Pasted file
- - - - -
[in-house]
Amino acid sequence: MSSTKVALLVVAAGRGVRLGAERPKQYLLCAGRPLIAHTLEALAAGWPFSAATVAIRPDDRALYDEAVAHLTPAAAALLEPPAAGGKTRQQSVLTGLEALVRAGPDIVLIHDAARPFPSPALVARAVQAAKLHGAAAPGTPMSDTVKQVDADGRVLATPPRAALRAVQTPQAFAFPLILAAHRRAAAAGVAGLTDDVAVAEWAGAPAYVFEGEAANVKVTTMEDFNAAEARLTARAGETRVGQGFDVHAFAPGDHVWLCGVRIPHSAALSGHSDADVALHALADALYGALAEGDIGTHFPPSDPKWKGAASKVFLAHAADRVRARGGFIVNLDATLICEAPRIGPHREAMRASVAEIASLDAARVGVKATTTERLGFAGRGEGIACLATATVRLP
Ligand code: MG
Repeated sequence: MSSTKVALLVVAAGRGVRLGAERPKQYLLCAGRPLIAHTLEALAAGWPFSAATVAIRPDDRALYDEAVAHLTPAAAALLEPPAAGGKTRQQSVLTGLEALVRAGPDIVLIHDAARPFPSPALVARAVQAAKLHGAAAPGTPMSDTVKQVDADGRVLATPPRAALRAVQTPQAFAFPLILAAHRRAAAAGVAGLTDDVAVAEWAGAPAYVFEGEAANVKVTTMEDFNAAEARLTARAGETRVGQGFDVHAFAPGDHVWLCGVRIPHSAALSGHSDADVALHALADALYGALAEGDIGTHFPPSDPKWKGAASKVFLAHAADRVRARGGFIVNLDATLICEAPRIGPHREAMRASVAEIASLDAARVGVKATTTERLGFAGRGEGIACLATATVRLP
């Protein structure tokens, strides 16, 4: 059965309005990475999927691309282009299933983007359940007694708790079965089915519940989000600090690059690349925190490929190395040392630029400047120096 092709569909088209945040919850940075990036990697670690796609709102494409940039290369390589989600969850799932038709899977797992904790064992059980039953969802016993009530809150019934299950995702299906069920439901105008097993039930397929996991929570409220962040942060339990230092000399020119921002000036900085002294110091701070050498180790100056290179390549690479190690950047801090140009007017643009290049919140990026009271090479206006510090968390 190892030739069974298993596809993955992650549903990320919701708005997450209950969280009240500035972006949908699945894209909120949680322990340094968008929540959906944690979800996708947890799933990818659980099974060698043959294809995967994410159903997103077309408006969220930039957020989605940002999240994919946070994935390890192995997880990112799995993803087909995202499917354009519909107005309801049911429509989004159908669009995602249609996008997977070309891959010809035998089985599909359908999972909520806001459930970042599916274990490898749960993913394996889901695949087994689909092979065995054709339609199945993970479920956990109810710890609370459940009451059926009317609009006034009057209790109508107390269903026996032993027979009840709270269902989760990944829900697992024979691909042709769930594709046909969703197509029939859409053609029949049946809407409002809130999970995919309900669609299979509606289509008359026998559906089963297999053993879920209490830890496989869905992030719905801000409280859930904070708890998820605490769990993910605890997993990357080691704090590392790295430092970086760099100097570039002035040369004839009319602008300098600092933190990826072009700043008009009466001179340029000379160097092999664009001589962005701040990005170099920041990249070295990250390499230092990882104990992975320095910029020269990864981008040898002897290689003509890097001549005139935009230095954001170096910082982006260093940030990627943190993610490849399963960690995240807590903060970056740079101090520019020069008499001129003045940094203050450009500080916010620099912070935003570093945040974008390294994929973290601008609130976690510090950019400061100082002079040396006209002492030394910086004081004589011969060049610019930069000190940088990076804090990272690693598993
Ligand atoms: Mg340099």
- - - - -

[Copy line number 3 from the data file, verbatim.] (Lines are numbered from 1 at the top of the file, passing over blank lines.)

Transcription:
Ligand code: MG